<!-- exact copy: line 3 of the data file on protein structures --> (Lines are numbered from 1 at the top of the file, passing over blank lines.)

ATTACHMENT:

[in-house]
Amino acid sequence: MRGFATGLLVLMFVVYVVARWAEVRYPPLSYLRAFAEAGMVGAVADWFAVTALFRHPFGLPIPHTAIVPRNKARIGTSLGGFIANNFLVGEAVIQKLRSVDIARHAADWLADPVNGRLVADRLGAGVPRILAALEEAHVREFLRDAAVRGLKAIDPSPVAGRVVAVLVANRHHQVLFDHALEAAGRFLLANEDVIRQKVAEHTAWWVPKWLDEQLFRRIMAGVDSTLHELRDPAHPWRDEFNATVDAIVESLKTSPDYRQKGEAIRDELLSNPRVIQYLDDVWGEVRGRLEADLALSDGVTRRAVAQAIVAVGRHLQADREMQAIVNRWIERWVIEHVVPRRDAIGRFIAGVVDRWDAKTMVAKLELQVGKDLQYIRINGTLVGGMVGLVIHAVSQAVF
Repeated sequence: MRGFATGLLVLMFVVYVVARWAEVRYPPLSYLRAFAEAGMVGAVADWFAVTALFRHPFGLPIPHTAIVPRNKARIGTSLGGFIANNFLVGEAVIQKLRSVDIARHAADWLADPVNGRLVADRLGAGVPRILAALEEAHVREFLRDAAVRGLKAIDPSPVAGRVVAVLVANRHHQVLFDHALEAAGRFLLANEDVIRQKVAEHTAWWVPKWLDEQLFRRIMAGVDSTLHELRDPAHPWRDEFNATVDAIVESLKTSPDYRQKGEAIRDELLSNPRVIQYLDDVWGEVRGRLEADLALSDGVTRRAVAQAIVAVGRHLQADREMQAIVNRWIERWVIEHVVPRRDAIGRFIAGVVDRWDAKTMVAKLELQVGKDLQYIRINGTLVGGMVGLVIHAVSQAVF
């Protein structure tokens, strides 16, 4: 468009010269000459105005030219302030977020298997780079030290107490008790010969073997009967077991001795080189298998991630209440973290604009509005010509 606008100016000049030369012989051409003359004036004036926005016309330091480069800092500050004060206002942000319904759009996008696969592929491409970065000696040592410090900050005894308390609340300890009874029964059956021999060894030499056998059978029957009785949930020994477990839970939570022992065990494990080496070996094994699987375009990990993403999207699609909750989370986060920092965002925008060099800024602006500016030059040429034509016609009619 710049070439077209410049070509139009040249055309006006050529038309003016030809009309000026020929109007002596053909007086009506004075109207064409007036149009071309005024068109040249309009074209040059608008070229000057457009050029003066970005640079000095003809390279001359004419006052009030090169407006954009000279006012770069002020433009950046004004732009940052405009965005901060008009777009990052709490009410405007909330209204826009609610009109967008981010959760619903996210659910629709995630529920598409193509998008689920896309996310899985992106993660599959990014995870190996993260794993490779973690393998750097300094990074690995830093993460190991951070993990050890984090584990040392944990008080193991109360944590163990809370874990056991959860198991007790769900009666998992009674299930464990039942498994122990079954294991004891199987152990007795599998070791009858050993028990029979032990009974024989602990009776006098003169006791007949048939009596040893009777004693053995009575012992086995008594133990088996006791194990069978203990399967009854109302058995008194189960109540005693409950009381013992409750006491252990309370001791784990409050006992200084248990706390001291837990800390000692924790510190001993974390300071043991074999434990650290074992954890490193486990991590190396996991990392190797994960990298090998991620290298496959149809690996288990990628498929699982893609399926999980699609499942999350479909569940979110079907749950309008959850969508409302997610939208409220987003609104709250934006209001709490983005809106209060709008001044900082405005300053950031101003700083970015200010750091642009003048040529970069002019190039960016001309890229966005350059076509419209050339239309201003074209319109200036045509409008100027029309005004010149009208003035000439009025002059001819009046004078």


Repeated sequence: MRGFATGLLVLMFVVYVVARWAEVRYPPLSYLRAFAEAGMVGAVADWFAVTALFRHPFGLPIPHTAIVPRNKARIGTSLGGFIANNFLVGEAVIQKLRSVDIARHAADWLADPVNGRLVADRLGAGVPRILAALEEAHVREFLRDAAVRGLKAIDPSPVAGRVVAVLVANRHHQVLFDHALEAAGRFLLANEDVIRQKVAEHTAWWVPKWLDEQLFRRIMAGVDSTLHELRDPAHPWRDEFNATVDAIVESLKTSPDYRQKGEAIRDELLSNPRVIQYLDDVWGEVRGRLEADLALSDGVTRRAVAQAIVAVGRHLQADREMQAIVNRWIERWVIEHVVPRRDAIGRFIAGVVDRWDAKTMVAKLELQVGKDLQYIRINGTLVGGMVGLVIHAVSQAVF